TAIPEI (Taiwan News) — A disagreement between the Philippines and China over Taiwan’s recent elections has some analysts concerned Beijing could step up actions against Taipei, in addition to affecting diplomacy in other Southeast Asian countries.
Last week after Philippine President Ferdinand Marcos Jr. publicly congratulated President-elect Lai Ching-te (賴清德) on his election victory, it quickly drew an angry response from China, according to Nikkei Asia. Chinese Foreign Ministry spokesperson Mao Ning (毛寧) said Marcos’ message was a “serious violation” of the “One China” principle.
“(It is) a serious breach of the political commitments made by the Philippines to the Chinese side, and a gross interference in China’s internal affairs,” Nikkei Asia cited Mao as saying.
This caused Philippine Defense Secretary Gilberto Teodoro on Jan. 17 to say that Mao’s comments “stooped to such low and gutter level talk.” Teodoro added there should be no surprise “that an agent of a Party and system of government incompatible with our way of life and who routinely spouts State-sanctioned propaganda and disinformation would go that far and that low.”
Then on Jan. 18, the two countries agreed to improve maritime communication and properly manage conflicts and differences through friendly talks on issues concerning the South China Sea, according to Reuters.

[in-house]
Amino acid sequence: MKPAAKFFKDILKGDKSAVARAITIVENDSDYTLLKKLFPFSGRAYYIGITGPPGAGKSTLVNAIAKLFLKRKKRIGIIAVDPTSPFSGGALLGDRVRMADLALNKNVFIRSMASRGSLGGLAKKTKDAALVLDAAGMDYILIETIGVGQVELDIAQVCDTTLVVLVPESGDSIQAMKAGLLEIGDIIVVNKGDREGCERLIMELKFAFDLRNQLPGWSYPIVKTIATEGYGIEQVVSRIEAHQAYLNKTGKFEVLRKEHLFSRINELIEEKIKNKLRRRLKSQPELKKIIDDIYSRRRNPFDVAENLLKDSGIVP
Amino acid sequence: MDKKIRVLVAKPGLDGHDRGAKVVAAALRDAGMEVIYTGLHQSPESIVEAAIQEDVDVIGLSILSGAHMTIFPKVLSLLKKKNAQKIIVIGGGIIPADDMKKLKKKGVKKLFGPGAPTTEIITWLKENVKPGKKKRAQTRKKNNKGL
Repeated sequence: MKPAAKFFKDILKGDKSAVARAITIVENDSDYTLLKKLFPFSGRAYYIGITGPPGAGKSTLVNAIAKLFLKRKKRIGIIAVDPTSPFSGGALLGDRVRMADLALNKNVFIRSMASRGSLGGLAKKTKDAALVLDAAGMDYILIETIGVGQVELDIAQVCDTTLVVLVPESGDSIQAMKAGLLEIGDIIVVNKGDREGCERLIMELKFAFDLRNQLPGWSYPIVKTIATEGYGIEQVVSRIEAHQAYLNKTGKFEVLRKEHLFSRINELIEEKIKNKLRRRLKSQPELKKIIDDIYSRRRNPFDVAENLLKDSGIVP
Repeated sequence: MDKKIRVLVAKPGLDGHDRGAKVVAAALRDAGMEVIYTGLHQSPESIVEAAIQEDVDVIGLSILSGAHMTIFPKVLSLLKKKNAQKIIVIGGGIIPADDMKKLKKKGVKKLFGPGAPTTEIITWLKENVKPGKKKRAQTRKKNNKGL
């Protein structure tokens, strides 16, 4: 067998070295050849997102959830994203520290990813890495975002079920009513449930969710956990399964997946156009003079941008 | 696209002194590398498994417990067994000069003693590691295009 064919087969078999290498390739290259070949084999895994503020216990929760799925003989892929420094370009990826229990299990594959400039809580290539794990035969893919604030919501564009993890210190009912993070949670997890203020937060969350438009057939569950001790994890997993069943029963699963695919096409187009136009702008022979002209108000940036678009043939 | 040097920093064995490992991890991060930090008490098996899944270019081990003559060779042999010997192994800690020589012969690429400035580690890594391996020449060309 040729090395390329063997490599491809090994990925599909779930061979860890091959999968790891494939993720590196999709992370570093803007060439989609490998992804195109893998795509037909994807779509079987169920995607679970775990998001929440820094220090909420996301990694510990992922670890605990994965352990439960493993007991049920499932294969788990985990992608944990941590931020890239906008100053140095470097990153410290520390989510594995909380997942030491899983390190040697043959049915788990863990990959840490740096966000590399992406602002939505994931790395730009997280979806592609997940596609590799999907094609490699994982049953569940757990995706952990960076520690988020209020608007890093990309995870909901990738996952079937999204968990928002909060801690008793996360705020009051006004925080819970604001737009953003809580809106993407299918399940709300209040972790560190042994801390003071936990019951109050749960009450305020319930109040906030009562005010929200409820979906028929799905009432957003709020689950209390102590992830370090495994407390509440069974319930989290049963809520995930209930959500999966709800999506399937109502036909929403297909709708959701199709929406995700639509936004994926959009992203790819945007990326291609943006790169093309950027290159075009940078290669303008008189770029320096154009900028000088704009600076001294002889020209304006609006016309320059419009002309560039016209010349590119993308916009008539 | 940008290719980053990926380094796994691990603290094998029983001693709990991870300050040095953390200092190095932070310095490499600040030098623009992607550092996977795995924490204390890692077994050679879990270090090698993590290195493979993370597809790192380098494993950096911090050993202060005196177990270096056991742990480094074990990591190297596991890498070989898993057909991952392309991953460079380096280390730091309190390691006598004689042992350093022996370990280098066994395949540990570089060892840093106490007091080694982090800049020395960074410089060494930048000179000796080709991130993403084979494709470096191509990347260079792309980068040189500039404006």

However, analysts told Nikkei Asia that Beijing will likely step up its military posturing against Taiwan, which could also have economic and security consequences for Southeast Asia.
China could increase its military presence across the Taiwan Strait in the lead-up to Lai’s inauguration in May, Ivy Kwek, a Taipei-based China fellow at the International Crisis Group, told Nikkei Asia. “Any contingency in the Taiwan Strait will have a big impact on Southeast Asia, given the geographical proximity and Southeast Asia’s close economic ties with both China and Taiwan,” Kwek said.
Other analysts said that the Philippines is looking to reorient its defense strategy despite the announcement to boost communication between Manila and Beijing. “While such meetings are in the interest of the Philippines in terms of keeping lines of communication open, Manila now knows that it cannot trust Beijing’s statements at face value, given that it has a notorious track record of saying one thing but doing another,” Nikkei Asia cited Don McLain Gill, an analyst and lecturer at De La Salle University in Manila, as saying.
Singapore was also criticized by China for congratulating Lai on his election win, while Vietnam, Cambodia, and Indonesia issued statements that avoided angering Beijing, according to Nikkei Asia.
“Southeast Asian countries do not want to give China the impression that there is any deviation from the ‘One China’ policy or principle,” Collin Koh, senior fellow at the Institute of Defence and Strategic Studies at Singapore’s S. Rajaratnam School of International Studies, told Nikkei Asia.
Meanwhile, military buildups in Asia by the U.S. and China could also affect Indonesia. If the U.S. and its allies were to use Indonesian waters to transit from the Indian Ocean to the Pacific Ocean from time to time, Beijing could see that as a direct challenge from Indonesia, Koh said. Koh noted that the last thing Southeast Asia wants is a conflict in Taiwan.